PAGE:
Is this the place for me? Being Latinx at a predominantly white institution

Story and photos by IASIA BEH

With the latest photos to come out regarding placement of racist banners and posters on the “Block U,” it raises a lot of questions: Who are they? Why are they doing this? Why do they feel so emboldened that they show their faces when spreading clearly racist rhetoric?

One reason behavior like this is possible is because the University of Utah campus itself is isolated from communities of color. Tucked away on the foothills of the Wasatch Mountains in neighborhoods only few can afford, many white students are never introduced or interact with people of color on a meaningful basis.

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Wendy Vazquez pictured at the annual MEChA High School Conference on Feb. 27, 2019.

Wendy Vazquez is taking a criminal justice class this semester as part of her sociology and criminology degree. While the class material has proven to be interesting to her, Vazquez believes her fellow classmates have not.

Sitting on the couches with her sister in the Center for Ethnic Student Affairs in the A. Ray Olpin University Union, Vazquez talked about a white male student she has class with. Even though they have had some classes together previously, he still won’t sit next to her. This confused her until he mentioned in class that he was fearful of people of color.

“At that point, I understood why he didn’t talk to me,” Vazquez said.

She said he works in the library, which also confuses her.

“It kinda doesn’t make sense because he has to give directions to all students,” she said. “Do brown students come up and he just turns around?”

He isn’t the only classmate who has made her feel excluded. A white female student in an in-class group discussion spoke about how building the wall would stop crime.

“She basically implied that as long as the country stayed white, crime would stop because minorities are the ones who commit crimes,” Vazquez said. “She also said we need to ‘have to put these people in their place.’”

Students of color have experiences like this every day on predominantly white universities across the country. William Smith, who is the department chair of the Education, Culture and Society program at the U, describes racial battle fatigue as “the physical and psychological toll taken due to constant and unceasing discrimination, microaggressions, and stereotype threat.”

Smith’s presentation on the subject through the MUSE luncheon lecture series at the Sill Center on Feb. 7, 2019, brought the discussion to the CESA office that afternoon about times students themselves had felt drained.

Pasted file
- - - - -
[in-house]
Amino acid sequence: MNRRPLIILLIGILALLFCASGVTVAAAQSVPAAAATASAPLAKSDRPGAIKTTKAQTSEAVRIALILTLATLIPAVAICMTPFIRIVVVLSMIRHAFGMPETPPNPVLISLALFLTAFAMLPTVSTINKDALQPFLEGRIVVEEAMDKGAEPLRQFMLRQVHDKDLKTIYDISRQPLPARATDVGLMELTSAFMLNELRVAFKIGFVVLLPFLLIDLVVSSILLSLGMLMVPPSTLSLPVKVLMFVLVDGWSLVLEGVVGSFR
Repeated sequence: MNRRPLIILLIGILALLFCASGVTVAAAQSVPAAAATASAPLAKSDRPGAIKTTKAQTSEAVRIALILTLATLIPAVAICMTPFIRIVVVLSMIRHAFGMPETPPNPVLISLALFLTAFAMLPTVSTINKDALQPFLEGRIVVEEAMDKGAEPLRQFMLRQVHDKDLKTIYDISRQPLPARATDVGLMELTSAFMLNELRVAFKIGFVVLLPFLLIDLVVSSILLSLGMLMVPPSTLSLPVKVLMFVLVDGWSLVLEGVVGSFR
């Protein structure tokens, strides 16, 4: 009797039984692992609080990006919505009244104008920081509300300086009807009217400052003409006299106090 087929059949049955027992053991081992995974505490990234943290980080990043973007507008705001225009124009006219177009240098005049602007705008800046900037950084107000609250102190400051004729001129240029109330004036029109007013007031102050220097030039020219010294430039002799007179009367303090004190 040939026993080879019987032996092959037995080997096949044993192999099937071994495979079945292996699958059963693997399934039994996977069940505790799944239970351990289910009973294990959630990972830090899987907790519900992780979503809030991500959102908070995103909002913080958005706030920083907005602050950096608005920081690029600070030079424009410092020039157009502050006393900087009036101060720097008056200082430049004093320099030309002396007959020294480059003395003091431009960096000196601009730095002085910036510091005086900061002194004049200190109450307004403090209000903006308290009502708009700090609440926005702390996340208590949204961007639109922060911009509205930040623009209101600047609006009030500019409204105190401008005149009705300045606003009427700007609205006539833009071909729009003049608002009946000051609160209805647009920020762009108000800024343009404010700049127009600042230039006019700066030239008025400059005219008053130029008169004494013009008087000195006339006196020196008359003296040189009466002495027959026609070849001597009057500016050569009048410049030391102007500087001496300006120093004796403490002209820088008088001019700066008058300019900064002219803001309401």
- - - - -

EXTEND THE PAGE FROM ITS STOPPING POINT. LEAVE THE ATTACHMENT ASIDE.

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The Center for Ethnic Student Affairs is a space on campus where many students of color meet to study, socialize and meet with advisers.

One Latinx student talked about how it was hard for him to study with his study group because they were Trump supporters. He said he stopped even talking about it with them because it just “wasn’t worth it.” Multiple students mentioned how white people, mostly women in the examples they gave, would cry when confronted about  “problematic” comments. The Latinx students looked both frustrated and relieved when telling these stories, showing that they had been holding those feelings in for some time.

How are professors reacting to situations like these?

Vazquez said her professor only calls out overtly racist comments while letting ones that “aren’t as bad” slide through the cracks.

“It seems to [the students] like he’s validating their opinions when he shouldn’t be,” she said.

Karen, her sister, then spoke about her experience working at the news station at the school. She said she has been prevented from getting into events even when she had the correct credentials.

“My white male coworker even came out and said ‘she’s with me’ but they still wouldn’t let me in,” she said.

What do these stories have to do with anything? Well, everything.

If a student doesn’t feel comfortable and safe on campus, how will they ever be able to reach their full academic potential? The answer is they can’t. That is why the university has created spaces such as CESA for students of color to be able to meet and talk about their experiences in an area where they do feel safe. But is that enough? How will students be exposed to each other if they are only staying in certain places on campus? That then brings the question of whether it’s the job of students’ of color to teach white people how to be culturally sensitive.

Is it enough for the university to call out certain acts of racism but not what is happening in the classroom on a daily basis? How will it implement that? The university has begun to realize that something needs to be done, as it has added many new programs in recent years, but is it working?